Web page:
So, have I mentioned Superman turned 70 in June?
So, have I mentioned Superman turned 70 in June?
Continuing to play catch-up from my All-Superman June, I have to talk about something that happened just last week:
As I mentioned yesterday, I've been looking forward to DC's new Magic of SHAZAM series since it was first announced last Fall. Not only because it was an honest effort on DC's part to connect with today's younger readers (something I passionately believe in), but also because I'm thrilled to see a bold, expressive cartoonist like Mike Kunkel getting the mass-audience exposure he deserves.
On this 232nd birthday of the United States of America, I'll be heading out of town for a few days of rest, relaxation, and colorful explosions...but in the meantime, I've got a little America-themed activity to occupy your Independence Day weekend.
You'll see that I've posted 32 red-white-&-blue comic book characters from various decades and publishers. Your task as red-blooded Americans is to identify as many of them as possible using your encyclopedic knowledge of comics lore (and Google).
This time around there's no lucrative prizes involved, but who needs 'em? Identifying flag-themed comic characters is its own reward, right? As such, I'll be keeping the comments section open for you to compare notes and figure out who these star-spangled superstars are.
Never fear, the answers will be provided for you on Monday if your combined brain power (and Google) should fail you. Until then, have a wonderful (and safe) holiday weekend!
With another great Independence Day holiday behind us, it's time to identify those 32 star-spangled comic book characters I posted on the 4th. You've had all weekend to figure them out on your own, and a reader named Buttler (along with Pat and his chat room buddies) rose to the occasion and identified just about all of them. Well done, guys!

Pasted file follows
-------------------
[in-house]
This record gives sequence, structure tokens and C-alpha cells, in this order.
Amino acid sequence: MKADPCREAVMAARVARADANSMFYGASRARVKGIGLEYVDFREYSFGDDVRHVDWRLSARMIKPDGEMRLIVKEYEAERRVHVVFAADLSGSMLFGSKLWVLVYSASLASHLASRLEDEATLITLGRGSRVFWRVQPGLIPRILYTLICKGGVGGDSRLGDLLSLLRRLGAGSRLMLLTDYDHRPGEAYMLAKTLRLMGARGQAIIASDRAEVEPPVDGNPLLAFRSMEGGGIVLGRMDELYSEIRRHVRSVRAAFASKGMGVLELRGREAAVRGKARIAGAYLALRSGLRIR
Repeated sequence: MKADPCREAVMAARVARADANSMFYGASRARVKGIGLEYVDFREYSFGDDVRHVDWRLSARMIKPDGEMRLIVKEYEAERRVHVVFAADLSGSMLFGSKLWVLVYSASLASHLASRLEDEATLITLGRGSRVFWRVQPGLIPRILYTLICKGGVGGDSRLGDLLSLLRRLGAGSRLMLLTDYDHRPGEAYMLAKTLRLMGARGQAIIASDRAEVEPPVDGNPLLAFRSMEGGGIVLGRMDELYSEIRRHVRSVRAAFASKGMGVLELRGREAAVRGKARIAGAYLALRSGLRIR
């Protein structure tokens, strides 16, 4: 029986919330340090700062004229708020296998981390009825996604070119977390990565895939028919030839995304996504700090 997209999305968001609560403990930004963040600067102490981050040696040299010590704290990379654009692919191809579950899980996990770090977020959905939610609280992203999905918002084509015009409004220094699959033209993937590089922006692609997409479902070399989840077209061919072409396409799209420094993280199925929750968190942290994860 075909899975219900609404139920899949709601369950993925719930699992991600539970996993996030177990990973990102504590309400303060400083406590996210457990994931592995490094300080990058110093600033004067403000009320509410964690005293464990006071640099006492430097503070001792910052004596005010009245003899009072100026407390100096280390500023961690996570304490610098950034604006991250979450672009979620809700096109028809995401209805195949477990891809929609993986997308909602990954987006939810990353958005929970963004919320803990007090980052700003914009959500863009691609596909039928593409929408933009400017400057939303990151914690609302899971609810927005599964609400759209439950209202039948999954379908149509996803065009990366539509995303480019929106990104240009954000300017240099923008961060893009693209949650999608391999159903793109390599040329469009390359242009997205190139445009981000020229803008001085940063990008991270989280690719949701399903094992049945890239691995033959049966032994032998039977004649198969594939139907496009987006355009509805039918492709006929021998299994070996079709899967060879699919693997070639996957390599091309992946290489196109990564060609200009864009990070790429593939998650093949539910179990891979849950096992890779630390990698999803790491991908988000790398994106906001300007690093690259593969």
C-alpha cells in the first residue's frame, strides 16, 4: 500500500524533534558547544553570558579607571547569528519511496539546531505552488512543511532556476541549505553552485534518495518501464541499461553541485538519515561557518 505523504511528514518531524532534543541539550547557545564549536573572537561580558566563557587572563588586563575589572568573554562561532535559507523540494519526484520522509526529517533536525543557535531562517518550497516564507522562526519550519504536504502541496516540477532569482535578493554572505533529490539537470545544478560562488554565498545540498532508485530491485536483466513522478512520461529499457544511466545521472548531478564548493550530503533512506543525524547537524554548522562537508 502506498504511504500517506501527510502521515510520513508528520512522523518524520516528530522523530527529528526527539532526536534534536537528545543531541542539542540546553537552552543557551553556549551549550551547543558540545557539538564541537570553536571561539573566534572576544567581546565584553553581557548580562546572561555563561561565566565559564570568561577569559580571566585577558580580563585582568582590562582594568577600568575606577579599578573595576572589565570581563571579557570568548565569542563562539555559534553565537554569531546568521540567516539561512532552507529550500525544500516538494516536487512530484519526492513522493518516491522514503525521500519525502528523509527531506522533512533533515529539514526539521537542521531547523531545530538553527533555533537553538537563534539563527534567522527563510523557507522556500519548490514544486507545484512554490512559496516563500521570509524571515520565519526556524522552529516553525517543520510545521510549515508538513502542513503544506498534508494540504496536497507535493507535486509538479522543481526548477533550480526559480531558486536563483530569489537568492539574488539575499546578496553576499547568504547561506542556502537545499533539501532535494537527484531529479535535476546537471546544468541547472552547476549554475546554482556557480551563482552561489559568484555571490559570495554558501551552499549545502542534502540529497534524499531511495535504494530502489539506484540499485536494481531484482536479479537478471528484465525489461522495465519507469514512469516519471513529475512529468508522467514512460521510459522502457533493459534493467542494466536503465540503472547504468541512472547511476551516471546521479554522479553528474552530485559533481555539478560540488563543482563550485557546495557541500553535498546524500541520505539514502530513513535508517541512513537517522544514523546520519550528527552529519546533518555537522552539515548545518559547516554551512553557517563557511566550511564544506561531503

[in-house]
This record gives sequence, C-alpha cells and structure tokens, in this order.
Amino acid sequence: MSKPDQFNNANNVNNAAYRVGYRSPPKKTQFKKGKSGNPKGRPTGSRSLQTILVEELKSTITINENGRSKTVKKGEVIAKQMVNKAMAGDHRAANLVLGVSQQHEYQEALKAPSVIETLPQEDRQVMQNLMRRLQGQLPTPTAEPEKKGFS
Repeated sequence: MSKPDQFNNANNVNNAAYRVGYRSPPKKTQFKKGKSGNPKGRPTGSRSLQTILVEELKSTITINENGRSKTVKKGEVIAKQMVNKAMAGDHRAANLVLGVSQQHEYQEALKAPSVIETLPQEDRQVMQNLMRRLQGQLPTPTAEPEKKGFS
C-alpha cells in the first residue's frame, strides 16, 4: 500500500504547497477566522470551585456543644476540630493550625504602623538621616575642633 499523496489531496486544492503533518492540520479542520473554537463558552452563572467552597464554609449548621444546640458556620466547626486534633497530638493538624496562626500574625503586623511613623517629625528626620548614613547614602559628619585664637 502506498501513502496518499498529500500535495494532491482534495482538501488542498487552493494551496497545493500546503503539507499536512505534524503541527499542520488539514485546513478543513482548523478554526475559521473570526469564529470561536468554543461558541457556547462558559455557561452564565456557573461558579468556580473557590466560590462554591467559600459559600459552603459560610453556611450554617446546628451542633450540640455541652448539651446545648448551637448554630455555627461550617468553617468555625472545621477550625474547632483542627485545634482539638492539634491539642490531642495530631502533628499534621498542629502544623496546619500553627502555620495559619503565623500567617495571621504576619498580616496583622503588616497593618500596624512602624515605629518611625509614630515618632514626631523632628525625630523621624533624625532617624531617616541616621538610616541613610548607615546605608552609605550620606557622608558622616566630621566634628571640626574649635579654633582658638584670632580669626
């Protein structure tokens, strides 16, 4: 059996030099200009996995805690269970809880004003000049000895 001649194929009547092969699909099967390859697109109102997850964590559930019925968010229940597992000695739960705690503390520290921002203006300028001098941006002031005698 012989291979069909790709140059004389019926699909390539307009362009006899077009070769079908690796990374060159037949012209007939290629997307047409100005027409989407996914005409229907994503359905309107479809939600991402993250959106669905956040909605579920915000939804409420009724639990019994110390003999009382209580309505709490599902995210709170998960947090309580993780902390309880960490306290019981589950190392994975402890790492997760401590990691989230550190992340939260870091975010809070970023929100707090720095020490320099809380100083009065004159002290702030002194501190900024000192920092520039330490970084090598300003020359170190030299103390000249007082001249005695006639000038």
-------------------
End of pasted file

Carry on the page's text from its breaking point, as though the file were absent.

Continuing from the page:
Okay, here's the official list, along with all 32 images (click on the gallery for a larger view):
1. Star-Spangled Kid (DC)
2. Commander Steel (DC)
3. Citizen V, version 5 (Marvel)
4. Liberty Girl (Heroic Publishing)
5. Stripesy (DC)
6. Uncle Sam (Quality/DC)
7. Captain America (Timely/Marvel)
8. Pistolfist (Bluewater Prod.)
9. Captain Flag (MLJ/Archie)
10. Miss America (Quality/DC)
11. Superpatriot (Image)
12. Skyman (DC)
13. American Dream (Marvel)
14. Commando Yank (Lowe & Co.)
15. Captain Freedom (Harvey)
16. The Defender (Timely/Marvel)
17. The Comedian (DC)
18. General Glory (DC)
19. Fighting Yank (Nedor)
20. Fighting American (Crestwood/Prize)
21. Major Victory (DC)
22. Pat Patriot (Lev Gleason)
23. The Patriot (Timely/Marvel)
24. Miss Victory (Helnit/Holyoke)
25. Miss America (Timely/Marvel)
26. Patriot II (Marvel)
27. Yankee Clipper (Marvel)
28. Private Strong (Archie)
29. The American Crusader (Nedor)
30. The Spirit of '76 (Marvel)
31. The Shield (MLJ/Archie)
32. Major Liberty (Timely/Marvel)
I realize most people view their own childhood as the Shining Golden Age before the inevitable Fall Into Mediocrity and Ruin, but in the case of cereal box prizes and premiums, I can definitely say I grew up during its Golden Age.
During the 1970's and 80's, kids' cereal boxes contained an embarrassment of riches, including music records, games, boomerangs, bike accessories, posters, and (my favorite) mini "rip cord" race cars (similar to Kenner's SSP racers).
As time went by, the line between "adult" and "kid" cereals began to blur thanks to adults who continued to buy kid cereal. As a result, the marketing of "in-box" cereal premiums has largely become a thing of the past, with some strange...even surreal exceptions.